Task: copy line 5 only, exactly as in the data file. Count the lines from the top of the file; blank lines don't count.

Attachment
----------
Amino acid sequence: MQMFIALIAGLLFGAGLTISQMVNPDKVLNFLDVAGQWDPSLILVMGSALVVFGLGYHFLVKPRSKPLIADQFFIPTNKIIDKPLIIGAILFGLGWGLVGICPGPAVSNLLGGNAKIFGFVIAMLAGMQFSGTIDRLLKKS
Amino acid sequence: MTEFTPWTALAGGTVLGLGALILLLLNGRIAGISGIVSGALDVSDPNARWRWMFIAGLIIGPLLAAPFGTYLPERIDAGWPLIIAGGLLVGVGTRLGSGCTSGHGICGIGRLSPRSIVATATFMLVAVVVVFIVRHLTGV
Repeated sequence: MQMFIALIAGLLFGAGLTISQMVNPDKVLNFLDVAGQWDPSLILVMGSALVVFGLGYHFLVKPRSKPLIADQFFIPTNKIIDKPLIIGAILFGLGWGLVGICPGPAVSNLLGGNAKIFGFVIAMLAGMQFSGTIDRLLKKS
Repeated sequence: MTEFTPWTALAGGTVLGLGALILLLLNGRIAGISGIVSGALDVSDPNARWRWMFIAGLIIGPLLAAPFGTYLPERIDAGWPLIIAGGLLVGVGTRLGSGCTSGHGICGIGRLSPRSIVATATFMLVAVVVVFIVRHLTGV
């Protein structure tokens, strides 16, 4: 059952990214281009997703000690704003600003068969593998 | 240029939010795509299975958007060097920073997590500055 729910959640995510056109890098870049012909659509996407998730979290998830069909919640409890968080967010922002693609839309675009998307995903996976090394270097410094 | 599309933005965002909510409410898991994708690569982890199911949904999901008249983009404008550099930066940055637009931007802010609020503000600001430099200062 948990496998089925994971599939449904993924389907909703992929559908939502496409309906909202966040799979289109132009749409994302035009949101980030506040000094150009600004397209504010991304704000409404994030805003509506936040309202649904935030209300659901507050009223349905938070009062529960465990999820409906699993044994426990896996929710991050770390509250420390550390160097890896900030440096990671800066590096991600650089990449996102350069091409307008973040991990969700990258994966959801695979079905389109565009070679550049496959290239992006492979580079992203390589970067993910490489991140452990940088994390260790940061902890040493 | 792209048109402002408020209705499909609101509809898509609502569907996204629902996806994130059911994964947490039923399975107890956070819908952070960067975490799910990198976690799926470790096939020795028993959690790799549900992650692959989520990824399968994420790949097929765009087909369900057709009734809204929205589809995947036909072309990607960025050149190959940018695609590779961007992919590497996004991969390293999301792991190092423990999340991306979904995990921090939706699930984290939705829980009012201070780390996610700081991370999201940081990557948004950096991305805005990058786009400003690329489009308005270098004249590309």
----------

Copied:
């Protein structure tokens, strides 16, 4: 059952990214281009997703000690704003600003068969593998 | 240029939010795509299975958007060097920073997590500055 729910959640995510056109890098870049012909659509996407998730979290998830069909919640409890968080967010922002693609839309675009998307995903996976090394270097410094 | 599309933005965002909510409410898991994708690569982890199911949904999901008249983009404008550099930066940055637009931007802010609020503000600001430099200062 948990496998089925994971599939449904993924389907909703992929559908939502496409309906909202966040799979289109132009749409994302035009949101980030506040000094150009600004397209504010991304704000409404994030805003509506936040309202649904935030209300659901507050009223349905938070009062529960465990999820409906699993044994426990896996929710991050770390509250420390550390160097890896900030440096990671800066590096991600650089990449996102350069091409307008973040991990969700990258994966959801695979079905389109565009070679550049496959290239992006492979580079992203390589970067993910490489991140452990940088994390260790940061902890040493 | 792209048109402002408020209705499909609101509809898509609502569907996204629902996806994130059911994964947490039923399975107890956070819908952070960067975490799910990198976690799926470790096939020795028993959690790799549900992650692959989520990824399968994420790949097929765009087909369900057709009734809204929205589809995947036909072309990607960025050149190959940018695609590779961007992919590497996004991969390293999301792991190092423990999340991306979904995990921090939706699930984290939705829980009012201070780390996610700081991370999201940081990557948004950096991305805005990058786009400003690329489009308005270098004249590309």